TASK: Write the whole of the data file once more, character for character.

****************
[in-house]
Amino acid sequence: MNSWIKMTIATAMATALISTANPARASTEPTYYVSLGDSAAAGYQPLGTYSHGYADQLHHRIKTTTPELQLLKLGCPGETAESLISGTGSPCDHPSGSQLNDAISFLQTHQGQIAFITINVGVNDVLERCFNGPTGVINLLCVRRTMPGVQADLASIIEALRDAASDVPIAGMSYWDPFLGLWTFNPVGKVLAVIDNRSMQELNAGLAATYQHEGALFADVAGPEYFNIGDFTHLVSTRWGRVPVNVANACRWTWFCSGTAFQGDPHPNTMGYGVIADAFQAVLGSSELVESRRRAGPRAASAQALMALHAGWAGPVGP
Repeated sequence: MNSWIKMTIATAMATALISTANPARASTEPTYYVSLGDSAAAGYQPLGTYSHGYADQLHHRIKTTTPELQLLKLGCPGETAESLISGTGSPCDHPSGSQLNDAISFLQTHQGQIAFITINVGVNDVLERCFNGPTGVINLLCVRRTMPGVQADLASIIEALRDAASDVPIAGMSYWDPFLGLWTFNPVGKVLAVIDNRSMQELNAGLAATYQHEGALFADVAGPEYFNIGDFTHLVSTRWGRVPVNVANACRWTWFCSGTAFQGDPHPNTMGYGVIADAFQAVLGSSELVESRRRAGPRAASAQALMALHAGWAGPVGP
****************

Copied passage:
[in-house]
Amino acid sequence: MNSWIKMTIATAMATALISTANPARASTEPTYYVSLGDSAAAGYQPLGTYSHGYADQLHHRIKTTTPELQLLKLGCPGETAESLISGTGSPCDHPSGSQLNDAISFLQTHQGQIAFITINVGVNDVLERCFNGPTGVINLLCVRRTMPGVQADLASIIEALRDAASDVPIAGMSYWDPFLGLWTFNPVGKVLAVIDNRSMQELNAGLAATYQHEGALFADVAGPEYFNIGDFTHLVSTRWGRVPVNVANACRWTWFCSGTAFQGDPHPNTMGYGVIADAFQAVLGSSELVESRRRAGPRAASAQALMALHAGWAGPVGP
Repeated sequence: MNSWIKMTIATAMATALISTANPARASTEPTYYVSLGDSAAAGYQPLGTYSHGYADQLHHRIKTTTPELQLLKLGCPGETAESLISGTGSPCDHPSGSQLNDAISFLQTHQGQIAFITINVGVNDVLERCFNGPTGVINLLCVRRTMPGVQADLASIIEALRDAASDVPIAGMSYWDPFLGLWTFNPVGKVLAVIDNRSMQELNAGLAATYQHEGALFADVAGPEYFNIGDFTHLVSTRWGRVPVNVANACRWTWFCSGTAFQGDPHPNTMGYGVIADAFQAVLGSSELVESRRRAGPRAASAQALMALHAGWAGPVGP